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Pediatr Res. 1987 Oct;22(4):471-7.

Arousal from sleep during rapidly developing hypoxemia in lambs.

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  • 1Department of Pediatrics and Physiology, University of Arkansas for Medical Sciences, Little Rock 72205.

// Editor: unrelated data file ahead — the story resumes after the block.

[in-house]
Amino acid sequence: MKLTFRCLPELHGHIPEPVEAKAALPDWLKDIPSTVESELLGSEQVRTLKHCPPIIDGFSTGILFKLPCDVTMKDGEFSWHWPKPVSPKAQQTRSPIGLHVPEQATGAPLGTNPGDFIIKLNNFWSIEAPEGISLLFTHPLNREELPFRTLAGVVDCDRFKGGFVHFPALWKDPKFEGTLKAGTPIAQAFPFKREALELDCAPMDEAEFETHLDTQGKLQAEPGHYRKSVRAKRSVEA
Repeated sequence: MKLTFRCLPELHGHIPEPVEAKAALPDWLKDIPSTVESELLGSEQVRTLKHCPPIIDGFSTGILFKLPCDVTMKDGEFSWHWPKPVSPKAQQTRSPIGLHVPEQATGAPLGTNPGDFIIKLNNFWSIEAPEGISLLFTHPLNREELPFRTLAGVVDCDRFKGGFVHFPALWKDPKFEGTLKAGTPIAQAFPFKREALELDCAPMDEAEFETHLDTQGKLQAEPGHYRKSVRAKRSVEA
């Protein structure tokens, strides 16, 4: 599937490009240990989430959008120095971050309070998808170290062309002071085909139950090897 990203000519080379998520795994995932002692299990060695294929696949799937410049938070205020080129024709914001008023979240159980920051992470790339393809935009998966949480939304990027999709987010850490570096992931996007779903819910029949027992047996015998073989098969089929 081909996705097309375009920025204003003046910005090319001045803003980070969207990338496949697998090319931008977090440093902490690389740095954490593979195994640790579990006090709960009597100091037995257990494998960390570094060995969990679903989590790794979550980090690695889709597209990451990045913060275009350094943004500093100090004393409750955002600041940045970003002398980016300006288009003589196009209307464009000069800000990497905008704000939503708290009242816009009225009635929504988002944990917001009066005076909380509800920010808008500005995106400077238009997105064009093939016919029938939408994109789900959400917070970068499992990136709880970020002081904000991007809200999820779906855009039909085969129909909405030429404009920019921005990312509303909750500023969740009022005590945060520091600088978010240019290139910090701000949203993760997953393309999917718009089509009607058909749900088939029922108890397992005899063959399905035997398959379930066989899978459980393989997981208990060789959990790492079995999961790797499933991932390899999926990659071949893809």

Arousal is an important protective response that may prevent severe hypoxemia and death during sleep. However, very little is known about arousal from sleep in response to respiratory stimuli in newborns. Experiments were therefore done to investigate the arousal response from sleep to rapidly developing hypoxemia in eight lambs. Each lamb was anesthetized and instrumented for recordings of electrocorticogram, electrooculogram, nuchal and diaphragm electromyograms, and measurements of arterial hemoglobin oxygen saturation. A tracheotomy was done and a tracheostomy tube placed in the trachea so that the fraction of inspired oxygen could be changed quickly. No sooner than 3 days after surgery, measurements were made in quiet sleep and active sleep (AS) during 30-s control periods when the animals were breathing 21% oxygen and during experimental periods of hypoxemia when the animals were breathing either 10, 5, or 0% oxygen in nitrogen. During quiet sleep, arousal occurred at similar arterial hemoglobin oxygen saturations (81 +/- 6% on 10% O2, 80 +/- 5% on 5% O2 and 83 +/- 5% on 0% O2) suggesting that arousal was independent of the rate of change of arterial oxygen. However, during AS arousal occurred at different arterial hemoglobin oxygen saturations (76 +/- 6% on 10% O2, 55 +/- 11% on 5% O2, and 44 +/- 17% on 0% O2) suggesting that arousal was dependent on the rate of change of arterial oxygen. During some epochs of AS, electrocortical signs of cerebral hypoxia and primary apnea occurred before arousal. These data provide evidence that arousal from quiet sleep in response to hypoxemia occurs once an arousal threshold has been reached.(ABSTRACT TRUNCATED AT 250 WORDS)

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